Before the feedback control demonstration run, a Raman glucose model that had been built in SIMCA 16 was loaded into the Ambr software. That was used for real-time glucose monitoring throughout a 12-day process alongside reference glucose measurements using an integrated BioProfile Flex2. To determine the potential of using Raman-predicted glucose values for process control, glucose was maintained at 5 g/L from day 6 onward using either Raman predictions (n = 4) or BioProfile Flex2 measurements (n = 4). The results show that Raman glucose predictions align very closely with reference analyzer values (Figure 4, left) and when used to control glucose, lead to comparable VCC profiles (Figure 4, right). This indicates that the BioPAT Spectro analyzer in an Ambr system enables fully automated glucose control capabilities similar to those of other analytical techniques and demonstrates the ability to control a cell culture process using only a glucose Raman model.


Figure 4: Comparing reference (BioProfile Flex2 analyzer) and Raman model plots of glucose concentration (left, n = 1) and VCC (right, n = 4) in Ambr 250 minibioreactors.

Those results are promising. BioPAT Spectro analyzers in minibioreactors use Raman probes and flow-cell optical paths similar to those used for on-line Raman spectroscopy monitoring in Biostat STR single-use pilot and commercial-scale bioreactors (50–2,000 L). So the next step is to transfer Raman models built based on small-scale data to those larger bioreactors to demonstrate the scalability of Ambr-derived Raman models.

A Robust Glucose Model
We have described integration of Raman spectroscopy with Ambr minibioreactor systems using BioPAT Spectro probe technology. We have demonstrated in a proof-of-concept study using a MAb-expressing cell line cultured in Ambr 250 bioreactors that glucose measurements from Raman spectra generated by BioPAT Spectro show good correlation with observed reference data from a BioProfile Flex2 integrated analyzer.

Based on the capabilities of automated spectral acquisition and spiking, as well as the automatic alignment of reference data, we have shown that an Ambr 250 high-throughput system can generate a robust Raman glucose model. The multiparallel nature of the Ambr system facilitates DoE, potentially enabling robust models for glucose and other analytes of interest.

We also have demonstrated from a process run in Ambr 250 minibioreactors that MAb-expressing cell cultures controlled by a predictive Raman model for glucose have similar glucose and VCC profiles compared with reference data. Ambr Raman prediction models have robust built-in process variations that can be transferred and exploited in large-scale production bioreactors with significantly reduced calibration effort.That gives them utility in reducing the timelines and costs in manufacturing biologics.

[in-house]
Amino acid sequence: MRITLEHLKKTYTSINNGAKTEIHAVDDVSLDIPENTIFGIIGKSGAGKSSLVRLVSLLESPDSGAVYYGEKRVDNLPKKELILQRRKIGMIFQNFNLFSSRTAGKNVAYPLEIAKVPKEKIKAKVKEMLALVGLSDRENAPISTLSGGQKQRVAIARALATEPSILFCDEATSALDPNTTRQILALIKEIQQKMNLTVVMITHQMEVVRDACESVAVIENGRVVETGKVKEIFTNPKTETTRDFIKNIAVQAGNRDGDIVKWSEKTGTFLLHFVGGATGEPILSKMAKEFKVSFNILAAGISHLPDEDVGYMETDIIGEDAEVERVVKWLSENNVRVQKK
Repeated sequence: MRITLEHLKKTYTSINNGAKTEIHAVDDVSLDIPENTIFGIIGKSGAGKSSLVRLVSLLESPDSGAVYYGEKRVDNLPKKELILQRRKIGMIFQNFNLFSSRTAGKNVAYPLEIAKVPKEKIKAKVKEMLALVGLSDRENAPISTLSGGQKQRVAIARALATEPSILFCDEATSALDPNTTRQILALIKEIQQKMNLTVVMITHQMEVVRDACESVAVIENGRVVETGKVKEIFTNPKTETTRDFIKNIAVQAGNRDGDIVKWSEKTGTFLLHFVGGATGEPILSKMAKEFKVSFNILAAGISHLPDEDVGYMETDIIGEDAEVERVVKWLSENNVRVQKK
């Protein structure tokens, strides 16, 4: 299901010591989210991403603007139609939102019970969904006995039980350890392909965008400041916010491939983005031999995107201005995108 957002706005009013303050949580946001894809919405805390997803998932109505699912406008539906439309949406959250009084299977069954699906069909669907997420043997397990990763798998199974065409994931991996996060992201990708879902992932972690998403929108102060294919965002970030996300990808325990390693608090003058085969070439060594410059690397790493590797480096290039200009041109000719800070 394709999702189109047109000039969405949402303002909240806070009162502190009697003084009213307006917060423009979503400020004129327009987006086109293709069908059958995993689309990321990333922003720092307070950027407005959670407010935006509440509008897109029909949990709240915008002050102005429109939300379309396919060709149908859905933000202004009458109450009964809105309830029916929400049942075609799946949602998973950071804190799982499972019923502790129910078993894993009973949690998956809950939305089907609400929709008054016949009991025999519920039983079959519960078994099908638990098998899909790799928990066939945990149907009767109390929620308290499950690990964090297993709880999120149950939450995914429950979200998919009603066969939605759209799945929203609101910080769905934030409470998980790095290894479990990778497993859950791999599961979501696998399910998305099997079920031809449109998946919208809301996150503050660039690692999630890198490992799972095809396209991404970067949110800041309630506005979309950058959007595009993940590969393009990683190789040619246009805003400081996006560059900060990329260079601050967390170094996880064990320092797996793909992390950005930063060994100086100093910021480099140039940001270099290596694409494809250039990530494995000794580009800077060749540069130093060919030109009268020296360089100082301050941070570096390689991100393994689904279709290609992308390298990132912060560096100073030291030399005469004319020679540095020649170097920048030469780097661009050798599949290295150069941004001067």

1 Buckley K, Ryder AG. Applications of Raman Spectroscopy in Biopharmaceutical Manufacturing: A Short Review. Appl. Spectrosc. 71(6) 2017: 1085-1116; https://doi.org/0.1177/0003702817703270.

2 Berry B, et al. Cross-Scale Predictive Modeling of CHO Cell Culture Growth and Metabolites Using Raman Spectroscopy and Multivariate Analysis. Biotechnol. Prog. 31(2) 2015: 566–577; https://doi.org/10.1002/btpr.2035.

3 Rowland-Jones RC, Jaques C. At-Line Raman Spectroscopy and Design of Experiments for Robust Monitoring and Control of Miniature Bioreactor Cultures. Biotechnol Prog. 35(2) 2019: e2740; https://doi.org/10.1002/btpr.2740.

4 Li B, et al. Performance Monitoring of a Mammalian Cell-Based Bioprocess Using Raman Spectroscopy. Anal. Chim. Acta 796, 2013: 84–91; https://doi.org/10.1016/j.aca.2013.07.058,

5 Manahan M, et al. Scale-Down Model Qualification of Ambr® 250 High-Throughput Mini-Bioreactor System for Two Commercial-Scale MAb Processes. Biotechnol. Prog. 2019: e2870; https://doi.org/10.1002/btpr.2870.

6 Rowland-Jones R.C, et al. Comparison of Spectroscopy Technologies for Improved Mmonitoring of Cell Culture Processes in Miniature Bioreactors. Biotechnol. Prog. 33(2) 2017: 337–346; https://doi.org/10.1002/btpr.2459.

Corresponding author Michael Sibley is a development scientist at Sartorius; 44-1763-227200; [email protected]; www.sartorius.com/biopat-spectro.